Job Experience

The single most valued job qualification for hiring, promoting, and developing employees is job experience. The most commonly used dimension of job experience is Length of Job Experience.

The true value of job experience involves three levels of job experience, none of which are related to length of job experience. The simplest level of job experience is observation, being in an environment in which something happened (I watched someone do it). For example, attend a sales meeting to watch and listen as a committee develops a new incentive program.

The second level is Indirect Participation, exerting some influence on something (I helped to do it). For example, participate as a member of a committee charged with developing a new sales incentive program.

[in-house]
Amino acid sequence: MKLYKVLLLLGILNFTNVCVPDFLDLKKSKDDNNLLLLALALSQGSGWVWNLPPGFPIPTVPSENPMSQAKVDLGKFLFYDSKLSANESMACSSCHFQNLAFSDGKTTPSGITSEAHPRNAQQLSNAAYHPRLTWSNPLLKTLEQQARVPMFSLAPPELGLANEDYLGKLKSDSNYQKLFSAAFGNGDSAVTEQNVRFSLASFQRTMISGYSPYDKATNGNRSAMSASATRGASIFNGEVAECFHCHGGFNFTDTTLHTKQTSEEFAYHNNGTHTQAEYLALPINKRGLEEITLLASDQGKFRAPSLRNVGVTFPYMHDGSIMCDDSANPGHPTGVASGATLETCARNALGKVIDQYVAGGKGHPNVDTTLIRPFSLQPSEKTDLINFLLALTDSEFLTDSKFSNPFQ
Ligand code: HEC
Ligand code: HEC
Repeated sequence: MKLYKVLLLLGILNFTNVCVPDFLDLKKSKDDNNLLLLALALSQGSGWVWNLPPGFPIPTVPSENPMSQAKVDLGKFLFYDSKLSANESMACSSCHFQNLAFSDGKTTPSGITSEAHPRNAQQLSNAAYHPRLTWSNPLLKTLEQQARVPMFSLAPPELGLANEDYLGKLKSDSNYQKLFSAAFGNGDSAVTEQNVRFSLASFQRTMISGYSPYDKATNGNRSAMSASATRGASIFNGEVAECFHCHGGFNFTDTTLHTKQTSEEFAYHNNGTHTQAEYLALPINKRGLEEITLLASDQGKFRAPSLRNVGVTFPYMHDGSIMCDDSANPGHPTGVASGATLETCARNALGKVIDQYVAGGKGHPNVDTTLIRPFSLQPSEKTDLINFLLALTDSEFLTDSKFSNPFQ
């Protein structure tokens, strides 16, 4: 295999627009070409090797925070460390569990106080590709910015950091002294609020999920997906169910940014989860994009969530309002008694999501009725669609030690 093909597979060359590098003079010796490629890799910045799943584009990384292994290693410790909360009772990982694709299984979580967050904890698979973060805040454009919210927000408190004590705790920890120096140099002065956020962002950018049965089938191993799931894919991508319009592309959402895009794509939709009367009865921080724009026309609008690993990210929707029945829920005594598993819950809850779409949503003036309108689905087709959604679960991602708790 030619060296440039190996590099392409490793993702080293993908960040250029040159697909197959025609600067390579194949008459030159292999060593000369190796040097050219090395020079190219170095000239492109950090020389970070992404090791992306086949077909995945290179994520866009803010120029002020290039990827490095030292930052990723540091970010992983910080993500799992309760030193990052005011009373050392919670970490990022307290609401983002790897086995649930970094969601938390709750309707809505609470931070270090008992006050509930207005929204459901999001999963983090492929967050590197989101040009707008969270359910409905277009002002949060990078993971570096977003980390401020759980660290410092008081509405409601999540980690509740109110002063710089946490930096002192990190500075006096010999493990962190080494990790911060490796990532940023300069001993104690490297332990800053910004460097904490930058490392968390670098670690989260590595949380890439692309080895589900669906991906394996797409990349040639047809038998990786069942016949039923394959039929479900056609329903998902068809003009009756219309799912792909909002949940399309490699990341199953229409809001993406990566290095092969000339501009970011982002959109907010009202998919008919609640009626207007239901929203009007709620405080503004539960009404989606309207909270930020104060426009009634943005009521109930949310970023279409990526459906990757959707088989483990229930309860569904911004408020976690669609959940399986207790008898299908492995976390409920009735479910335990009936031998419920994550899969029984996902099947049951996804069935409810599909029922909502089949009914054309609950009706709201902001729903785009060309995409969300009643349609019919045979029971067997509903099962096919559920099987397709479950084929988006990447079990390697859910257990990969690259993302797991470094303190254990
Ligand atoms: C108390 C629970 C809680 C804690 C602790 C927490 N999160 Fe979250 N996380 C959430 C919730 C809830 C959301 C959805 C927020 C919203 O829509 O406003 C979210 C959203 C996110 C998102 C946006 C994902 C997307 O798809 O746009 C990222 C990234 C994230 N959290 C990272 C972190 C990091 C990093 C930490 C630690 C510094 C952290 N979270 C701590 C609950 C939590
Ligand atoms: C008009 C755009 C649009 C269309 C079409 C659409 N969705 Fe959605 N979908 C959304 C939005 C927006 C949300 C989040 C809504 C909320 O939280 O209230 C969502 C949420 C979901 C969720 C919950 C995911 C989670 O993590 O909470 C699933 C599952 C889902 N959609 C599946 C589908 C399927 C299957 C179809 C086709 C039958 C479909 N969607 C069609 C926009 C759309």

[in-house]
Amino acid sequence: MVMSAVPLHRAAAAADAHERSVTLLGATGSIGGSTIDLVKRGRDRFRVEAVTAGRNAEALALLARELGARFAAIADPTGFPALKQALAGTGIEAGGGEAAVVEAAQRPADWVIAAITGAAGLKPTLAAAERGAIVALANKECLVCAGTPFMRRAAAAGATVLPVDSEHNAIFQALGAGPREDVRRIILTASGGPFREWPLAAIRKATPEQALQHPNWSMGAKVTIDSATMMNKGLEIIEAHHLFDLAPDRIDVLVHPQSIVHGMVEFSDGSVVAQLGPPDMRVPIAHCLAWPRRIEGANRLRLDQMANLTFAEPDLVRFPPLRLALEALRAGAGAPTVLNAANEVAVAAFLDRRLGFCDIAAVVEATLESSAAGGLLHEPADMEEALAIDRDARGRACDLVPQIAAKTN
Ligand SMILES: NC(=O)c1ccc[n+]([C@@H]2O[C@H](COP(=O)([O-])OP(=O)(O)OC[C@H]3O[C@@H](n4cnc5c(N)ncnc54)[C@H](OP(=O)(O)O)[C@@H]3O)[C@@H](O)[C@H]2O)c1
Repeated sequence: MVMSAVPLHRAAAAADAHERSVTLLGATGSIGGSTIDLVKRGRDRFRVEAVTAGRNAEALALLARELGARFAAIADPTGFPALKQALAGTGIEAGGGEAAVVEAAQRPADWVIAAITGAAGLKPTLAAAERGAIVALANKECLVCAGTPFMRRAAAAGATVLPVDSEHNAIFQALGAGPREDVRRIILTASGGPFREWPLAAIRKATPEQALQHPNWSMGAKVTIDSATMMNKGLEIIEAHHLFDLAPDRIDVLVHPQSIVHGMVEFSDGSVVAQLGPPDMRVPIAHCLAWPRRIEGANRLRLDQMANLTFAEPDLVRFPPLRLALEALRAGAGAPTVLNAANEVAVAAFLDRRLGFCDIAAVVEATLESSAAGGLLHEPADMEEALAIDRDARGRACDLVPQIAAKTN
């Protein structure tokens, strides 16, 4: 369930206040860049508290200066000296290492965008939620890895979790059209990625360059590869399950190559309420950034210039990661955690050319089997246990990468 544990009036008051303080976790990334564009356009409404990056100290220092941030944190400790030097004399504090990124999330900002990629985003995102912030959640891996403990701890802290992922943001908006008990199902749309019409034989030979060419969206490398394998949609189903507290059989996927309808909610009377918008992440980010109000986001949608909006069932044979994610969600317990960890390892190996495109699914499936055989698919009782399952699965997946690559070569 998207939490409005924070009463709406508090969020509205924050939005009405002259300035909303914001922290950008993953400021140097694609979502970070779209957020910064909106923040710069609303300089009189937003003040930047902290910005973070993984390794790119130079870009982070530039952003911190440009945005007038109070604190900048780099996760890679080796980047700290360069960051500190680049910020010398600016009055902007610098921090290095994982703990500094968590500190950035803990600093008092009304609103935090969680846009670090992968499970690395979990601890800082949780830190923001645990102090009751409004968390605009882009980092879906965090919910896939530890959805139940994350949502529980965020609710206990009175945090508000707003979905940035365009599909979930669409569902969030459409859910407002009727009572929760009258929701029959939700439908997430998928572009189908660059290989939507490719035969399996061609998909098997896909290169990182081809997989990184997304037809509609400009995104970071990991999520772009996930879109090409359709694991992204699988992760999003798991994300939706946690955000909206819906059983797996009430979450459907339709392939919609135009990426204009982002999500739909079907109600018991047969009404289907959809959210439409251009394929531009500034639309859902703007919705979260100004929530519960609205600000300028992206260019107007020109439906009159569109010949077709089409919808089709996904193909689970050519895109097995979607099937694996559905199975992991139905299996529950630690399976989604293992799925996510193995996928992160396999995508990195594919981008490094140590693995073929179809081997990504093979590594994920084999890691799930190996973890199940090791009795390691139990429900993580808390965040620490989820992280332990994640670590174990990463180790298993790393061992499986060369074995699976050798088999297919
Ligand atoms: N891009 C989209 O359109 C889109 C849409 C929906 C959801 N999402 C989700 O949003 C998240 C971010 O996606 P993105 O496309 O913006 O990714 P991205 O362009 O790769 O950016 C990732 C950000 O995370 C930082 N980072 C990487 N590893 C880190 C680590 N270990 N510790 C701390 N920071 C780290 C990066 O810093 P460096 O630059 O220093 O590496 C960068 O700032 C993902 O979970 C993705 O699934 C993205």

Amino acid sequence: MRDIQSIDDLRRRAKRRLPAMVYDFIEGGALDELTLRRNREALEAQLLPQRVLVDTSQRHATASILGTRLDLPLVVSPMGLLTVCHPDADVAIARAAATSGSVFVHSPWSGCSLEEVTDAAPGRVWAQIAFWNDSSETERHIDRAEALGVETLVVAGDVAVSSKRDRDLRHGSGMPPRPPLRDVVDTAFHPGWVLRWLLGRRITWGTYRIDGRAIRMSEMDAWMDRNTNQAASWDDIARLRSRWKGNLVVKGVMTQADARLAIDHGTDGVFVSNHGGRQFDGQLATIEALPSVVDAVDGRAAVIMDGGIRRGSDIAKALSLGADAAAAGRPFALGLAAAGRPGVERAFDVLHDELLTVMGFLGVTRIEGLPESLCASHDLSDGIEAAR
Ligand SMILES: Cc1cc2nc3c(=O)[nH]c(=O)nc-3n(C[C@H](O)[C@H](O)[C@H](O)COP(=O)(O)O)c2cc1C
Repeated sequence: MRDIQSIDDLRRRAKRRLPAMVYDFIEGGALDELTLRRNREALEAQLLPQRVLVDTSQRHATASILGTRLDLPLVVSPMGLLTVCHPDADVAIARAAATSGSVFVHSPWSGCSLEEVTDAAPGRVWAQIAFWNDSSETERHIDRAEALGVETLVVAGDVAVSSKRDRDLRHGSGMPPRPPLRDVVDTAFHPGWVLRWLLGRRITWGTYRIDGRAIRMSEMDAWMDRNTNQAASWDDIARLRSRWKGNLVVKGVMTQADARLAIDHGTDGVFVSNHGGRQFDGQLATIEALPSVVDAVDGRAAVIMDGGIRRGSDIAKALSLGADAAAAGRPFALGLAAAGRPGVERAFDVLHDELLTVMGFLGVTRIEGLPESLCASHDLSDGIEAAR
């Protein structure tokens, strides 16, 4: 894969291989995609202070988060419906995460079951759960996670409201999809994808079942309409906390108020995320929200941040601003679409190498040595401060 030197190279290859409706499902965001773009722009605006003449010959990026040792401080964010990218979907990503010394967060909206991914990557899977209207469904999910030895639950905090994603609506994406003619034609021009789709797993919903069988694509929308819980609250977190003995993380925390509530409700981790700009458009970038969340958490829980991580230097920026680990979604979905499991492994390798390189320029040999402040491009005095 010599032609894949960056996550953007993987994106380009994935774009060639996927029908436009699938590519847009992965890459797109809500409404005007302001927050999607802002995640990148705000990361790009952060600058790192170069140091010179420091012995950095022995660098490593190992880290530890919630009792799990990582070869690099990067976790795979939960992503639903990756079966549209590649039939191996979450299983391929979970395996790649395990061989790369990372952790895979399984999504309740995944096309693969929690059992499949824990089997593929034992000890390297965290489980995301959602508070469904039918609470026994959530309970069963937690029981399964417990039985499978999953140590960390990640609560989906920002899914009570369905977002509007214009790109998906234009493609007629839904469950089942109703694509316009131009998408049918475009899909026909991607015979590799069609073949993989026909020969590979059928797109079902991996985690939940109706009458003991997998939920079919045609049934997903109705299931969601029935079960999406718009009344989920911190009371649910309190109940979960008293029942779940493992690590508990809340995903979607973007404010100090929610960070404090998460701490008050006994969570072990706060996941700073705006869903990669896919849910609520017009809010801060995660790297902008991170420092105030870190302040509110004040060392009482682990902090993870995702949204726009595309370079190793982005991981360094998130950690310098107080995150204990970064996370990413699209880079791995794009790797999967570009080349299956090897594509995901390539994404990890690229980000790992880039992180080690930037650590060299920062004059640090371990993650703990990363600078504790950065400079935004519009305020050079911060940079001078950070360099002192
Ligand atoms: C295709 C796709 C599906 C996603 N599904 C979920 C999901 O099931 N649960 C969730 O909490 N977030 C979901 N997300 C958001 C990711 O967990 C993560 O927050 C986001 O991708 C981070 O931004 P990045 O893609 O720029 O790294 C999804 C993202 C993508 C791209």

The third and most intense level of job experience is direct participation, being responsible or accountable for making the decision and the results of that decision (I did it or I managed those who did it). For example, assign a committee to develop a new sales incentive program, guide their progress, and approve the program for implementation.

Therefore, the true measure of job experience is not length of experience but rather the intensity and depth of exposure to each of these three levels of experience.

In conclusion, there is one qualification which is common to most successful employees—it is the quality, depth, relevance, and number of different types of experiences to which these individuals have been exposed. As Ebenezer Scrooge discovered, experience, the acquired knowledge, skill, or technique resulting from actually living through an event or events, is the ultimate teacher.